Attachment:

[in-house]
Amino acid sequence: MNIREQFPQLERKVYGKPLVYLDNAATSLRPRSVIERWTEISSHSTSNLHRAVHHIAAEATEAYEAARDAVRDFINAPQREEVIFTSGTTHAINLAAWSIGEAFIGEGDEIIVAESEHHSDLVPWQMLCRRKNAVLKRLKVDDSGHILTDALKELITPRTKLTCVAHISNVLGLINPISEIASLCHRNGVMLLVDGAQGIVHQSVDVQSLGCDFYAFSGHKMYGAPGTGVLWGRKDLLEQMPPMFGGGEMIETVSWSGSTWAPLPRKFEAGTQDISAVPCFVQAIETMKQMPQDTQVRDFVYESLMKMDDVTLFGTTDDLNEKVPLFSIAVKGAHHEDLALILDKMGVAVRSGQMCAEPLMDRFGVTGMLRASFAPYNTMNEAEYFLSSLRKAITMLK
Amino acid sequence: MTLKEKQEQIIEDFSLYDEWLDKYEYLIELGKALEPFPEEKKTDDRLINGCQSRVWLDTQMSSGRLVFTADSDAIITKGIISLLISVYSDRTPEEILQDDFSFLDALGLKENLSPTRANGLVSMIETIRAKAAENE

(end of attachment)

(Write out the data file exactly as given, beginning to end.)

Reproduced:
[in-house]
Amino acid sequence: MNIREQFPQLERKVYGKPLVYLDNAATSLRPRSVIERWTEISSHSTSNLHRAVHHIAAEATEAYEAARDAVRDFINAPQREEVIFTSGTTHAINLAAWSIGEAFIGEGDEIIVAESEHHSDLVPWQMLCRRKNAVLKRLKVDDSGHILTDALKELITPRTKLTCVAHISNVLGLINPISEIASLCHRNGVMLLVDGAQGIVHQSVDVQSLGCDFYAFSGHKMYGAPGTGVLWGRKDLLEQMPPMFGGGEMIETVSWSGSTWAPLPRKFEAGTQDISAVPCFVQAIETMKQMPQDTQVRDFVYESLMKMDDVTLFGTTDDLNEKVPLFSIAVKGAHHEDLALILDKMGVAVRSGQMCAEPLMDRFGVTGMLRASFAPYNTMNEAEYFLSSLRKAITMLK
Amino acid sequence: MTLKEKQEQIIEDFSLYDEWLDKYEYLIELGKALEPFPEEKKTDDRLINGCQSRVWLDTQMSSGRLVFTADSDAIITKGIISLLISVYSDRTPEEILQDDFSFLDALGLKENLSPTRANGLVSMIETIRAKAAENE